00:00 / 00:00
Amyotrophic lateral sclerosis
von Hippel-Lindau disease
Acoustic neuroma (schwannoma)
Adult brain tumors
Pediatric brain tumors
Transient ischemic attack
Cavernous sinus thrombosis
Spinocerebellar ataxia (NORD)
Tethered spinal cord syndrome
Lewy body dementia
Normal pressure hydrocephalus
Acute disseminated encephalomyelitis
Central pontine myelinolysis
JC virus (Progressive multifocal leukoencephalopathy)
Idiopathic intracranial hypertension
Opsoclonus myoclonus syndrome (NORD)
Restless legs syndrome
Early infantile epileptic encephalopathy (NORD)
Cauda equina syndrome
Treponema pallidum (Syphilis)
Vitamin B12 deficiency
Concussion and traumatic brain injury
Spinal muscular atrophy
Carpal tunnel syndrome
Thoracic outlet syndrome
Lambert-Eaton myasthenic syndrome
Adult brain tumors: Pathology review
Central nervous system infections: Pathology review
Cerebral vascular disease: Pathology review
Congenital neurological disorders: Pathology review
Dementia: Pathology review
Demyelinating disorders: Pathology review
Headaches: Pathology review
Movement disorders: Pathology review
Neurocutaneous disorders: Pathology review
Neuromuscular junction disorders: Pathology review
Pediatric brain tumors: Pathology review
Seizures: Pathology review
Spinal cord disorders: Pathology review
Traumatic brain injury: Pathology review
0 / 23 complete
0 / 14 complete
Histologic Evolution of Ischemic Stroke
Ischemic & Hemorrhagic Stroke
for ischemic stroke p. 527
embolic stroke p. 527
embolic stroke and p. 527
There are two main types of stroke: an ischemic stroke which is when there’s a blocked artery that reduces blood flow to the brain and a hemorrhagic stroke which is when an artery in the brain breaks, creating a pool of blood that damages the brain.
Of the two, ischemic strokes are much more common, and the amount of damage they cause is related to the parts of the brain that are affected and how long the brain suffers from reduced blood flow.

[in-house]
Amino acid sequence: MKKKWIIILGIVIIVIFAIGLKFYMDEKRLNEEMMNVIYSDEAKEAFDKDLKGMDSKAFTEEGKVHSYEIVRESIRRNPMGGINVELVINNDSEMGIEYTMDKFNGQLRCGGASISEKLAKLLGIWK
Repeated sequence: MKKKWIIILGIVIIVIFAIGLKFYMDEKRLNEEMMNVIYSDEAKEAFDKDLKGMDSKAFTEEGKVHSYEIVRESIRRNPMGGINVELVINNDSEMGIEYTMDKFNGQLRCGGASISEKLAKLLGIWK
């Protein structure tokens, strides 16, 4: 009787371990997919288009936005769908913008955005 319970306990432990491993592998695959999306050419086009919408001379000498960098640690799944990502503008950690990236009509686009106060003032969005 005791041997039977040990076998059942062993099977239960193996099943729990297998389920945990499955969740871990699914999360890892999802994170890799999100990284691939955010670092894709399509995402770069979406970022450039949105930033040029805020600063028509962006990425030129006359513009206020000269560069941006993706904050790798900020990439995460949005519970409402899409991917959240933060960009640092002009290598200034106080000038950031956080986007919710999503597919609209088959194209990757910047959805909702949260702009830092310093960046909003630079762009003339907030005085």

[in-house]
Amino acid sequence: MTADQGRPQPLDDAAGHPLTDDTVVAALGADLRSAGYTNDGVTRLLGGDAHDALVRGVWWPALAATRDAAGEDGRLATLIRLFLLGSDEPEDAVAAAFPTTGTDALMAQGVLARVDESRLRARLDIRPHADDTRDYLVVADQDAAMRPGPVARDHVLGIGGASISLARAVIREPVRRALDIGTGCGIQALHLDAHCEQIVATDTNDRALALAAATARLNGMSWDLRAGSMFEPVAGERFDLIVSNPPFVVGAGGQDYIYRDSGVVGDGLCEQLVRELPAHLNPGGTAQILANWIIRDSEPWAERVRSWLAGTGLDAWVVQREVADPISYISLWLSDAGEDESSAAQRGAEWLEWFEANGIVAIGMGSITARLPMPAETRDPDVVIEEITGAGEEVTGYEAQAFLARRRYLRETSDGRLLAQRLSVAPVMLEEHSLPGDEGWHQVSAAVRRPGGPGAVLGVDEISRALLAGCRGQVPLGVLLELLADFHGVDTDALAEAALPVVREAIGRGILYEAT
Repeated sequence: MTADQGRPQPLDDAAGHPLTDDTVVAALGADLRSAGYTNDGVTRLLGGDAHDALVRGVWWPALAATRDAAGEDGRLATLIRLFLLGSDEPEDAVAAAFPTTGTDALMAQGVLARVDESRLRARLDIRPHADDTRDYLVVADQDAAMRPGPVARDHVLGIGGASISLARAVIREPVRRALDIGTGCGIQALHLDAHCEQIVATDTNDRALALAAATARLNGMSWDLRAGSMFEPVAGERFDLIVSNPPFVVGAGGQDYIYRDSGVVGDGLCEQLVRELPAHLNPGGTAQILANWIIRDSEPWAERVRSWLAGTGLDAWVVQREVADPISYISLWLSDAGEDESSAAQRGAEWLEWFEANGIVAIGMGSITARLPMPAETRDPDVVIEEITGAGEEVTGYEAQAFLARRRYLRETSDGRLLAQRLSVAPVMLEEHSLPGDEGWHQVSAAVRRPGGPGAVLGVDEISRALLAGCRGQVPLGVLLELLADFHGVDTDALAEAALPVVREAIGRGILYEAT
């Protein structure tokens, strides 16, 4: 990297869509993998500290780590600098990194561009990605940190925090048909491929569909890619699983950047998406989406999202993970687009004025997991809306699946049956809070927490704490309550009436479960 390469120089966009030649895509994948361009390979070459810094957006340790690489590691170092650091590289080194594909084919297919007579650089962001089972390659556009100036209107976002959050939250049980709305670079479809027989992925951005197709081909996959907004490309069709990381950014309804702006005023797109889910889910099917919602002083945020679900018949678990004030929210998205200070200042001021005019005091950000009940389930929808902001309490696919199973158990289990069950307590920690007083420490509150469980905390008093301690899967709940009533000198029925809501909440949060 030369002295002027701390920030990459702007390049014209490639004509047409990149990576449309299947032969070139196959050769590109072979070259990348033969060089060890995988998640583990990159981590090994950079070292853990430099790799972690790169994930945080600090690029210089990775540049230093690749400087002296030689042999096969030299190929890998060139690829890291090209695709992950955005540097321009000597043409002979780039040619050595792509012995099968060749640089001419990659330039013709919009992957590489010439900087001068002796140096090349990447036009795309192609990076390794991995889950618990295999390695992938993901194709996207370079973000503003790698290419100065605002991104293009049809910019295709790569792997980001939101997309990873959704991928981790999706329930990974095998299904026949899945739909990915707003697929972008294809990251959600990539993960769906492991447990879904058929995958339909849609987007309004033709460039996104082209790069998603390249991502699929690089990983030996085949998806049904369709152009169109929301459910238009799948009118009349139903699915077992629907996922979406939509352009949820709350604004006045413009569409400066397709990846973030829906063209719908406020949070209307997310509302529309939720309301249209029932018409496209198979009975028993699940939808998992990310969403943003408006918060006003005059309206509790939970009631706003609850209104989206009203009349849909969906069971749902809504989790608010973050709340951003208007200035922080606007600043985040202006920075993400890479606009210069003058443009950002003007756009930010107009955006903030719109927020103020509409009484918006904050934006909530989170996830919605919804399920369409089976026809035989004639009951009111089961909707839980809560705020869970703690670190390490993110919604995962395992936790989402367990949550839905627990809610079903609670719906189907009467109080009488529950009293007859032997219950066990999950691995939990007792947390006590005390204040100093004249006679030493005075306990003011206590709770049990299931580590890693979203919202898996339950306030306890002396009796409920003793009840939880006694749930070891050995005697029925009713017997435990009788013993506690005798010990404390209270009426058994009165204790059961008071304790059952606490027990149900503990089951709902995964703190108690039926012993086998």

Now if symptoms self-resolve within 24 hours, it’s called a transient ischemic attack and there are usually minimal long-term problems.
OK - let’s start with some basic brain anatomy. The brain has a few regions - the most obvious is the cerebrum, which is divided into two cerebral hemispheres, each of which has a cortex - an outer region - divided into four lobes including the frontal lobe, parietal lobe, temporal lobe, and the occipital lobe.
There are also a number of additional structures - including the cerebellum, which is down below, as well as the brainstem which connects to the spinal cord.
The right cerebrum controls muscles on the left side of your body and vice versa.
The frontal lobe controls movement, and executive function, which is our ability to make decisions.
The parietal lobe processes sensory information, which lets us locate exactly where we are physically and guides movements in a three dimensional space.
The temporal lobe plays a role in hearing, smell, and memory, as well as visual recognition of faces and languages.
Finally there’s the occipital lobe which is primarily responsible for vision.
Latest on COVID-19
Nurse Practitioner (NP)
Physician Assistant (PA)
Create custom content
Raise the Line Podcast
Copyright © 2024 Elsevier, its licensors, and contributors. All rights are reserved, including those for text and data mining, AI training, and similar technologies.
Cookies are used by this site.
Terms and Conditions
USMLE® is a joint program of the Federation of State Medical Boards (FSMB) and the National Board of Medical Examiners (NBME). COMLEX-USA® is a registered trademark of The National Board of Osteopathic Medical Examiners, Inc. NCLEX-RN® is a registered trademark of the National Council of State Boards of Nursing, Inc. Test names and other trademarks are the property of the respective trademark holders. None of the trademark holders are endorsed by nor affiliated with Osmosis or this website.